TOWNSHEND—From somewhere between the bottom line and the bottom of the heart, Grace Cottage Hospital has been dispensing health care in the West River Valley and beyond since 1949, when Carlos Otis, its first doctor, delivered its first baby, Aug. 8, the day after the then-12-bed hospital opened.
More than six decades later, Grace Cottage is still devoted to providing family care as well as serving as a critical-access hospital — and planning for its future with a new medical building program.
Despite an incalculable number of changes to health care and its delivery in that time, the hospital’s official mission statement remains: “Excellence in health care and well being, putting people first. To be the standard for patient care.”
Today, GCH has a 19-bed in-patient hospital, employs more than 160 people, including 14 practitioners of family care, internal medicine, pediatrics, mental health, and hospice services; rehabilitation departments that provide physical, occupational and speech therapists; laboratories and a radiology departments.
Services include a 24-hour emergency department and residential facilities for its full-time Rescue Inc. crew. The full-service Messenger pharmacy is across the street, and, newest of all, the Community Wellness Center, offers nearly a dozen classes, from yoga to strong bones to belly dancing.
More than 7,500 individual Vermont patients were seen at GCH in fiscal 2009, according to Andrea E. Seaton, vice president for planning and development and president of Grace Cottage Foundation. That number does not compute patient visits, but numbers of people. It also does not include users from out-of-state or some second-home-owner patients.
Eighty-eight of the state’s 251 towns sent residents to GCH. As its home town, Townshend (population 1,149), not unexpectedly, sent the highest number, 1,205 patients; next was Newfane (population 1,680) with 1,187. Twenty-eight mostly far-away towns sent just one person apiece. (The population figures are from the 2000 U.S. Census.)
What more could one want? How about a new two-story medical office building?
The medical building project, according to Chief Executive Officer Mick Brant, would not only enforce the bottom-of-the-heart part of GCH — such as the wish to provide private rooms for all patients for privacy and infection control — but would also strengthen the bottom line component by keeping services viable for a future that presages longer, healthier lives.
In other words, for a future that calls out for wellness care — which Brant says “in its infancy” and has not yet proved to be a bottom-line enhancer.
The proposed building would also provide space for deeper rehabilitative services that do help to strengthen the bottom line. The hospital also expects that chronic care and hospice services will comprise a big part of its future.
Brant defined four goals going forward: expand and consolidate rehabilitative services, consolidate the physician clinics (there are now three), provide private rooms for all patients (there are now three private and 16 semi-private rooms) and control patient traffic (for example, the front door of the hospital is also the emergency and ambulance entrance).
More specifically, Brant talked about a “one-practice, team-care collaborative so that a patient’s records are seamless and electronic.”
Seaton and Brant emphasized the ever-changing regulations from the federal Centers for Medicare and Medicaid and how those agencies, as well as state laws, pretty much establish what protocols the hospital follows.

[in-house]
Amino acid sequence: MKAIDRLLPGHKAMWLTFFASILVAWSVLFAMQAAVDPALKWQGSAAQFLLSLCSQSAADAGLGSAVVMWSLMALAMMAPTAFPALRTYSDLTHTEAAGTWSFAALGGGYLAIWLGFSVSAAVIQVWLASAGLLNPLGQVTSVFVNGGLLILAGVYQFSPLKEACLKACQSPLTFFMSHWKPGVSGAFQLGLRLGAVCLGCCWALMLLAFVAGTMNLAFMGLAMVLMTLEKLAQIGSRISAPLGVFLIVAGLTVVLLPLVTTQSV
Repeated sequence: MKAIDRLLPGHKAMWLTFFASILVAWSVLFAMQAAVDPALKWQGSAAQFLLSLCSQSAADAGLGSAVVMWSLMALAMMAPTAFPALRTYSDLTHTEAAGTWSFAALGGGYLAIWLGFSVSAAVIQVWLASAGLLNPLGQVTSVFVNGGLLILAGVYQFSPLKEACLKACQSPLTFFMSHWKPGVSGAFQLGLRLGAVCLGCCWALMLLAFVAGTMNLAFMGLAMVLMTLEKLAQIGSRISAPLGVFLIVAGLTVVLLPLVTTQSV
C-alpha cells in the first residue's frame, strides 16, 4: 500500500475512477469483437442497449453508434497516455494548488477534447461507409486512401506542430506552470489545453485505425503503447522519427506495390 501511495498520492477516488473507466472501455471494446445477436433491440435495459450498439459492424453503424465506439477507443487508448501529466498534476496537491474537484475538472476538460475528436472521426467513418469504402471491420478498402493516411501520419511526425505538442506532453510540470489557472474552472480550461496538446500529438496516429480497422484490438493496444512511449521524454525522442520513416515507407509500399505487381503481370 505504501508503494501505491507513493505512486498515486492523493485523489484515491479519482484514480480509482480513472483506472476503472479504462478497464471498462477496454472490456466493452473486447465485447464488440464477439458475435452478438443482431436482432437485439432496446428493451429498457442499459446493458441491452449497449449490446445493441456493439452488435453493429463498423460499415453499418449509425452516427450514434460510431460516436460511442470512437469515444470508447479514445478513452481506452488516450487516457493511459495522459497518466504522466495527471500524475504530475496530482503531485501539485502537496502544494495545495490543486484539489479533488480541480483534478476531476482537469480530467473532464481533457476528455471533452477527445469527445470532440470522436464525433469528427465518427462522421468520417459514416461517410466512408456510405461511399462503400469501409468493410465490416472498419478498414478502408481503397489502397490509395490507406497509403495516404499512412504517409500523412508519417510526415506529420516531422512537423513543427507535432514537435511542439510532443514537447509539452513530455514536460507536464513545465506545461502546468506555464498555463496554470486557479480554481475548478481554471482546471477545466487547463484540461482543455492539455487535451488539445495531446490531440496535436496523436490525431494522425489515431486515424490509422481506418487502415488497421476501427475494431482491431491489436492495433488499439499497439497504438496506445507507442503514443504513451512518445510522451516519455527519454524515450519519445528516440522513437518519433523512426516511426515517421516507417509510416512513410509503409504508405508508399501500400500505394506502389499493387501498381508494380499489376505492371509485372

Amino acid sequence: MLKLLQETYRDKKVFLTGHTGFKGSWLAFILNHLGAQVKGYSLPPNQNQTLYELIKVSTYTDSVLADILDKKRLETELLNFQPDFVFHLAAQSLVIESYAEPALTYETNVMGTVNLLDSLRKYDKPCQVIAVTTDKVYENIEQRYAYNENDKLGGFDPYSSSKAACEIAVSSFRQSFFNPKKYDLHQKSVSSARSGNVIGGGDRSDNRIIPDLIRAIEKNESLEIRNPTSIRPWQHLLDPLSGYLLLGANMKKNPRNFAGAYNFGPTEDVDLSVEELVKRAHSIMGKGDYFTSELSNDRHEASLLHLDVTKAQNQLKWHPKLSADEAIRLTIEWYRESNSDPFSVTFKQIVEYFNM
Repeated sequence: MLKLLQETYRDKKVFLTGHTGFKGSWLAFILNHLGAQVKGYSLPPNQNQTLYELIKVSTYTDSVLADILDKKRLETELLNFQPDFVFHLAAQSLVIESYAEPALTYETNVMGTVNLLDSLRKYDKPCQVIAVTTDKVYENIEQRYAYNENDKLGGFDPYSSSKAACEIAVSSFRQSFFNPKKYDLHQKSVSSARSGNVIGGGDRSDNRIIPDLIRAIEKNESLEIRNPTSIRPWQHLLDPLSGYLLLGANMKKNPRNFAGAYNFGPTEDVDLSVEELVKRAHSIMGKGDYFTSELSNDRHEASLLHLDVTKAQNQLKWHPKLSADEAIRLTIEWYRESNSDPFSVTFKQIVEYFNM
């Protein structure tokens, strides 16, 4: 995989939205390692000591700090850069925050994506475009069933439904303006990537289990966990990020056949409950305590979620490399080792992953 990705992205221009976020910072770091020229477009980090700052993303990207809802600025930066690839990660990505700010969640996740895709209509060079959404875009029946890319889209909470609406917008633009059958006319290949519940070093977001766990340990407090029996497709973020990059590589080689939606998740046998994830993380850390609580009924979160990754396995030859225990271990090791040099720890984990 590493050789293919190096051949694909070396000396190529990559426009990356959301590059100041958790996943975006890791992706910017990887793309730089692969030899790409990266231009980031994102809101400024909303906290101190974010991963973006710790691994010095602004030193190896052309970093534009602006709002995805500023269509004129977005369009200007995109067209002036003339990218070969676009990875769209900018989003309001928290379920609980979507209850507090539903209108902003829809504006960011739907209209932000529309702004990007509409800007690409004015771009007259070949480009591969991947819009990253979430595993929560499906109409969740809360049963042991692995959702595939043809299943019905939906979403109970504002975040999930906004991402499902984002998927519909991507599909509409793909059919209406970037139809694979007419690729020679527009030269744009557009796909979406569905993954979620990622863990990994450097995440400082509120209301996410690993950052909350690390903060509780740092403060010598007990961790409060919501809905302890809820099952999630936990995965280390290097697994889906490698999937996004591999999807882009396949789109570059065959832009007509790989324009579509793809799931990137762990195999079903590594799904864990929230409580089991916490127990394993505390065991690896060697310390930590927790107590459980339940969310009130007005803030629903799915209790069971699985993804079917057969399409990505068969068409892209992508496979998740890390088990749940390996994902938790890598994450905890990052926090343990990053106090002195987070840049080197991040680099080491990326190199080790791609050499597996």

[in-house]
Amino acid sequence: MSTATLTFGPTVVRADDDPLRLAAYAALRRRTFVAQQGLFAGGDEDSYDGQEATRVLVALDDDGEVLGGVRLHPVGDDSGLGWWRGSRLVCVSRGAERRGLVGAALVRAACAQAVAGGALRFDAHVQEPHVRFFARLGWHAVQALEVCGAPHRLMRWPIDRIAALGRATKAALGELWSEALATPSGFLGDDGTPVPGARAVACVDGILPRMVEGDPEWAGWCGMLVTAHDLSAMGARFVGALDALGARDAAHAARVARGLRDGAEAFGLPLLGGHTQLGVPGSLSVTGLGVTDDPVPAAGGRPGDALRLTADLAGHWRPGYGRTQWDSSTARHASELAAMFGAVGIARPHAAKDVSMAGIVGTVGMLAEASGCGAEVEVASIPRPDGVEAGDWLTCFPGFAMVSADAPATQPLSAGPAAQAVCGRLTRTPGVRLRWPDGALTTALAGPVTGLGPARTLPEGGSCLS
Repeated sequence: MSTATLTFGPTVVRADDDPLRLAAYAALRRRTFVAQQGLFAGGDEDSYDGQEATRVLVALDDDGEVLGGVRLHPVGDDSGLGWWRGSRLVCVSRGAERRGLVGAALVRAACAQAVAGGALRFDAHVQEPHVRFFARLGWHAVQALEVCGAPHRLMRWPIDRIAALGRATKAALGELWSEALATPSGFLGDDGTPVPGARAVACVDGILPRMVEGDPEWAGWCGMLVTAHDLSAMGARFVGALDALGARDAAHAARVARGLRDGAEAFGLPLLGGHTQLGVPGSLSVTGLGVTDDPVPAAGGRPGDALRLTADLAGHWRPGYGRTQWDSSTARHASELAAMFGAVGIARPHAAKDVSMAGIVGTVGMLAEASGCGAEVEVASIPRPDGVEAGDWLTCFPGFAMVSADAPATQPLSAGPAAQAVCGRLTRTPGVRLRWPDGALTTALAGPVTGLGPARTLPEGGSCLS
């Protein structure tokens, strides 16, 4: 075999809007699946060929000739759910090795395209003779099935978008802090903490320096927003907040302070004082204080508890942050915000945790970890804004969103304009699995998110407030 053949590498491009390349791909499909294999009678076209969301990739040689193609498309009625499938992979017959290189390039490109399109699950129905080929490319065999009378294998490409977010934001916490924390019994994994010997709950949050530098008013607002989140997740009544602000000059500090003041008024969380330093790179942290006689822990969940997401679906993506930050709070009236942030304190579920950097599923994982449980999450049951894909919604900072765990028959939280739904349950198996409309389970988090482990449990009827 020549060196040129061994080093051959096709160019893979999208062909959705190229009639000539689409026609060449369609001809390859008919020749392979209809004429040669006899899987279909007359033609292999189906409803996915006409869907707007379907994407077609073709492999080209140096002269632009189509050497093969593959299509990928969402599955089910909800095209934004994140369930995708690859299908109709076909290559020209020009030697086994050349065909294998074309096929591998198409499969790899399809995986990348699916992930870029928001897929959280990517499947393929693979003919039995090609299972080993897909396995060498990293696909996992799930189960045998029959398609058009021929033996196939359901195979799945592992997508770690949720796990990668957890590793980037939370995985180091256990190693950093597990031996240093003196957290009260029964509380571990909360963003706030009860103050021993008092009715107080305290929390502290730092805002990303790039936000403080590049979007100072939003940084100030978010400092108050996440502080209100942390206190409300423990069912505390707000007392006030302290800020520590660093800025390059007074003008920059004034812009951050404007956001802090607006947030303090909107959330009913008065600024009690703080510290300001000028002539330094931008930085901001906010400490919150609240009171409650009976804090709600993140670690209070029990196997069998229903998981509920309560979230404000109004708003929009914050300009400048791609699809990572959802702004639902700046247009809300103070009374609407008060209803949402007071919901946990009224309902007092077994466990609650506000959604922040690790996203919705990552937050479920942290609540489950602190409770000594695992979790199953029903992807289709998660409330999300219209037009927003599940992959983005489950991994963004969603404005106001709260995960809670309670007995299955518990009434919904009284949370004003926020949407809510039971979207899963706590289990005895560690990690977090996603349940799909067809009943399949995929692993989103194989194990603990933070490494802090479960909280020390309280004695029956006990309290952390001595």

Conceding that not everyone has health insurance, they believe that, given Medicare’s huge presence in the delivery of and reimbursements for care, Seaton believes, “the country is really operating under a single-payer system now.”
“There is no particular dominant diagnosis now,” Brant said. “We see everything — diabetes, hypertension, conditions that require stabilization, such as stroke and heart diseases. We have seen an increase in major trauma, such as chain saw accidents and ski and car accidents.” He and Seaton attribute this to population growth.
“It’s purely anecdotal,” Brant says, “but in my three years, I’ve seen a higher level of complexity and a higher level of trauma.”
Seaton strongly believes “there are critical issues to be resolved” and a new building would go a long way toward that resolution. “We’ve done an awful lot of just getting by with inefficient use of space and energy. It’s not the best environment.”
Seaton explains that plans for the new building remain just that — plans. There’s no cost estimate.
“It’s still too early to tell,” she said, but anticipates an area of about 20,000 square feet. The two-story structure will rise between Stratton House and the hospital and use a small portion, perhaps six spaces, of the 57-space gravel parking lot at the north end of the hospital campus.
The hospital itself was the last major construction at GCH. Opened in 1998, the 18,750-square-foot structure cost $2.5 million.
“That was 12 years ago,” Seaton noted, “so we can expect the new building to cost more.”
Seaton mentioned the 2010 annual fair raised $50,000 for new medical imaging equipment to be use for a new 15-slice CT scanner to replace the four-slice machine now is use.
She also emphasized the need for major increases in emergency room space. “We estimate that use has about tripled in the past couple of years,” she said.
Brant reported that Eide Bailly, an accounting and business planning company with offices in nine midwestern states, has been hired to determine affordability and how to obtain financing.
Options include government agencies such as Housing and Urban Development, rural health development agencies, as well debt financing and donations. Brant and Seaton agree that a four-year plan is a realistic goal.